Numerical Solution Technique
- 1 Horizontal Discretization
- 2 Vertical Discretization
- 3 Masking of Land Areas
- 4 Time-Stepping Overview
- 5 Conservation Properties
- 6 Depth-Integrated Equations
- 7 Pressure Gradient Terms in Mode Coupling
- 8 Time Stepping: Internal Velocity Modes and Tracers
- 9 Horizontal and Vertical Advection
- 10 Vertical Velocity
- 11 Equation of State
- 12 Vertical Friction and Diffusion
In the horizontal, the ROMS governing equations are discretized over a boundary-fitted, orthogonal curvilinear coordinates (, ) grid. The general formulation of the curvilinear coordinates system allows Cartesian, polar and spherical coordinates applications. The transformation of any of these coordinates to ROMS (, ) grid is specified in the metric terms (pm, pn).
The model state variables are staggered using an Arakawa C-grid. As illustrated below, the free-surface (zeta), density (rho), and active/passive tracers (t) are located at the center of the cell whereas the horizontal velocity (u and v) are located at the west/east and south/north edges of the cell, respectively. That is, the density is evaluated between points where the currents are evaluated.
In ROMS all the state arrays are dimensioned the same size to facilitate parallelization. However, the computational ranges for all the state variables are:
|Variable||Interior Range||Full Range|
The ROMS governing equations are discretized over variable topography using a stretched, terrain-following, vertical coordinate. As a result, each grid cell may have different level thickness (Hz) and volume. The model state variables are vertically staggered so that horizontal momentum (u, v), (rho), and active/passive tracers (t) are located at the center of the grid cell. The vertical velocity (omega, w) and vertical mixing variables (Akt, Akv, etc) are located at the bottom and top faces of cell. See diagram below.
The total thickness of the water column is . The bathymetry (h) is usually time invariant whereas the free-surface (zeta) evolves in time. However, in sediment applications h changes with time when SED_MORPH is activated. At input and output, the bathymetry is always a positive quantity. However, the depths z_r(i,j,k) and z_w(i,j,k) are negative for all locations below the mean sea level.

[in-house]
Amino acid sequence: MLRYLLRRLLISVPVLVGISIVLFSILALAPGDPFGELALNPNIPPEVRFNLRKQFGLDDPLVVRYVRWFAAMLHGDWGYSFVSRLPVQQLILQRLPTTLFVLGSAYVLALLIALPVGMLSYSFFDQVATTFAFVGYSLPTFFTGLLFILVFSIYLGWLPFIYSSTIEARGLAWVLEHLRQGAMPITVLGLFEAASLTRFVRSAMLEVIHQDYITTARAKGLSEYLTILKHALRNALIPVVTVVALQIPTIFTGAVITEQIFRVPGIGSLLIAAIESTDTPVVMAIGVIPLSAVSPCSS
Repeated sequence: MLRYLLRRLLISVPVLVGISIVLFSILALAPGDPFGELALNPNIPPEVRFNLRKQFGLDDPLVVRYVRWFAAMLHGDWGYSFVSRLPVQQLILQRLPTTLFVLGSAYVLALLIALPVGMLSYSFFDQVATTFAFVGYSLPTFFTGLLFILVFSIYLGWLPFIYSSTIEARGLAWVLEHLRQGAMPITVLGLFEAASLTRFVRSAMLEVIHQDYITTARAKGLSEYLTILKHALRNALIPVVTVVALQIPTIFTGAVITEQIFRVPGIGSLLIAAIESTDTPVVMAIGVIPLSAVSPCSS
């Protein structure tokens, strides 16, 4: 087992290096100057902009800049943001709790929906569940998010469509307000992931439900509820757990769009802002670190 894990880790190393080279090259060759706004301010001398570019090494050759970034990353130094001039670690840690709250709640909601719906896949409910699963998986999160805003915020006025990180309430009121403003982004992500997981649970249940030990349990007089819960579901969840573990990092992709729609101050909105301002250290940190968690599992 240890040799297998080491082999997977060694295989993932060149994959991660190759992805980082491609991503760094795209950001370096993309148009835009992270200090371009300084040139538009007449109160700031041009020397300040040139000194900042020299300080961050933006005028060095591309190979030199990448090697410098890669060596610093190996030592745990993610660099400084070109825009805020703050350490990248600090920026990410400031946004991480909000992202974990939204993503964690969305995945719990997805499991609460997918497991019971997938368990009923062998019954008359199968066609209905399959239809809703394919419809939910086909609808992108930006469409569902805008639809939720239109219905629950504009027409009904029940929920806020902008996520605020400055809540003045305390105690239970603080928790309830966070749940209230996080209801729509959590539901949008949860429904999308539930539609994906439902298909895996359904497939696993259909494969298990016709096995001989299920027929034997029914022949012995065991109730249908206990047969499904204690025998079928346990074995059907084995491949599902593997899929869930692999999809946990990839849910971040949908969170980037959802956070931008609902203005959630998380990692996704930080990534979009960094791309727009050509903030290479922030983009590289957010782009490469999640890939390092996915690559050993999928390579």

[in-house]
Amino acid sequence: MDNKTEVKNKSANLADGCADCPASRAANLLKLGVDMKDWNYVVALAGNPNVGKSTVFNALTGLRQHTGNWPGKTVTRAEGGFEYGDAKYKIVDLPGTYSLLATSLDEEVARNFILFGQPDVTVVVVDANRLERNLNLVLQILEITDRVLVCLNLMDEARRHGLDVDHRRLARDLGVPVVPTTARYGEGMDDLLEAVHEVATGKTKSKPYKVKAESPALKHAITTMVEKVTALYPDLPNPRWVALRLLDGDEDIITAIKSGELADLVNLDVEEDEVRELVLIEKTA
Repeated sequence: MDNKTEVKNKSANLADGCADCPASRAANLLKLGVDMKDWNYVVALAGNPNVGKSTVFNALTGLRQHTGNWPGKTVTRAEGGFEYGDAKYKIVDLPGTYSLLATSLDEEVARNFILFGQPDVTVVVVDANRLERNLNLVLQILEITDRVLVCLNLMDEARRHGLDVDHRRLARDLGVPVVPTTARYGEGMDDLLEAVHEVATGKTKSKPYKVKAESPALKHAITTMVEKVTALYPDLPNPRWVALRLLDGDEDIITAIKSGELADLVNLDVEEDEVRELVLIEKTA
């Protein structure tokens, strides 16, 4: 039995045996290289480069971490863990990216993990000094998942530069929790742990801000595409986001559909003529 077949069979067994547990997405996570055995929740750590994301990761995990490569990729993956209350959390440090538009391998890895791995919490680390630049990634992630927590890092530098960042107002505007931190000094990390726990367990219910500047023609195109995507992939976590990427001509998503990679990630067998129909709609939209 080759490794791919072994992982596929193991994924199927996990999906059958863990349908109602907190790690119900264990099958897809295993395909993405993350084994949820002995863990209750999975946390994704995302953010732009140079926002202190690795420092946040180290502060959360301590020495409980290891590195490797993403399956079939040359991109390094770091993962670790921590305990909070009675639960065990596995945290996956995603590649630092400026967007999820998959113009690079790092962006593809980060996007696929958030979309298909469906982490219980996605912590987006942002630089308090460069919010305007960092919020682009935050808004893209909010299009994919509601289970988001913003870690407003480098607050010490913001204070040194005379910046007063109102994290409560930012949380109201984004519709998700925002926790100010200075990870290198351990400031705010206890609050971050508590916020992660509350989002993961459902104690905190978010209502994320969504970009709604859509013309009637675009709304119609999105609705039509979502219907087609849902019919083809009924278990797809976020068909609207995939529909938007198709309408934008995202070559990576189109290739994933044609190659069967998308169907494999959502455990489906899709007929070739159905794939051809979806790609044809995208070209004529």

Masking of Land Areas
ROMS has the ability to work with interior land areas, although the computations occur over the entire model domain. The grid structure as a whole is shown above while two land cells are shown here:
The process of defining which areas are to be masked happens during the preparation of the grid file, while this section describes how the masking affects the computation of the various terms in the equations of motion.
At the end of every timestep, the values of many variables within the masked region are set to zero by multiplying by the mask for either the , or points. This is appropriate for the points E and L in the figure, since the flow in and out of the land should be zero. It is likewise appropriate for the point at I, but is not necessarily correct for point G. The only term in the equation that requires the value at point G is the horizontal viscosity, which has a term of the form . Since point G is used in this term by both points A and M, it is not sufficient to replace its value with that of the image point for A. Instead, the term is computed and the values at points D and K are replaced with the values appropriate for either free-slip or no-slip boundary conditions. Likewise, the term in the equation must be corrected at the mask boundaries.
This is accomplished by having a fourth mask array defined at the points, in which the values are set to be no-slip in metrics.F. For no-slip boundaries, we count on the values inside the land (point G) having been zeroed out. For point D, the image point at G should contain minus the value of at point A. The desired value of is therefore while instead we have simply . In order to achieve the correct result, we multiply by a mask which contains the value 2 at point D. It also contains a 2 at point K so that there will acquire the desired value of . The corner point F is set to have a value of 1.
Temperature, Salinity and Surface Elevation
The handling of masks by the temperature, salinity and surface elevation equations is similar to that in the momentum equations, and is in fact simpler. Values of , and inside the land masks, such as point H in the figure above, are set to zero after every timestep. This point would be used by the horizontal diffusion term for points B, J, and N. This is handled by setting the first derivative terms at points E, I, and L to zero, to be consistent with a no-flux boundary condition. Note that the equation of state must be able to handle since this is the value inside masked regions.
Wetting and Drying
There is now an option to have wetting and drying in the model, in which a cell can switch between being wet or being dry as the tides come in and go out, for instance. Cells which are masked out as above are never allowed to be wet, however.
- In the case of wetting and drying, a critical depth, , is supplied by the user.
- The total water depth () is compared to . If the water level is less than this depth, no flux is allowed out of that cell. Water can always flow in and resubmerge the cell.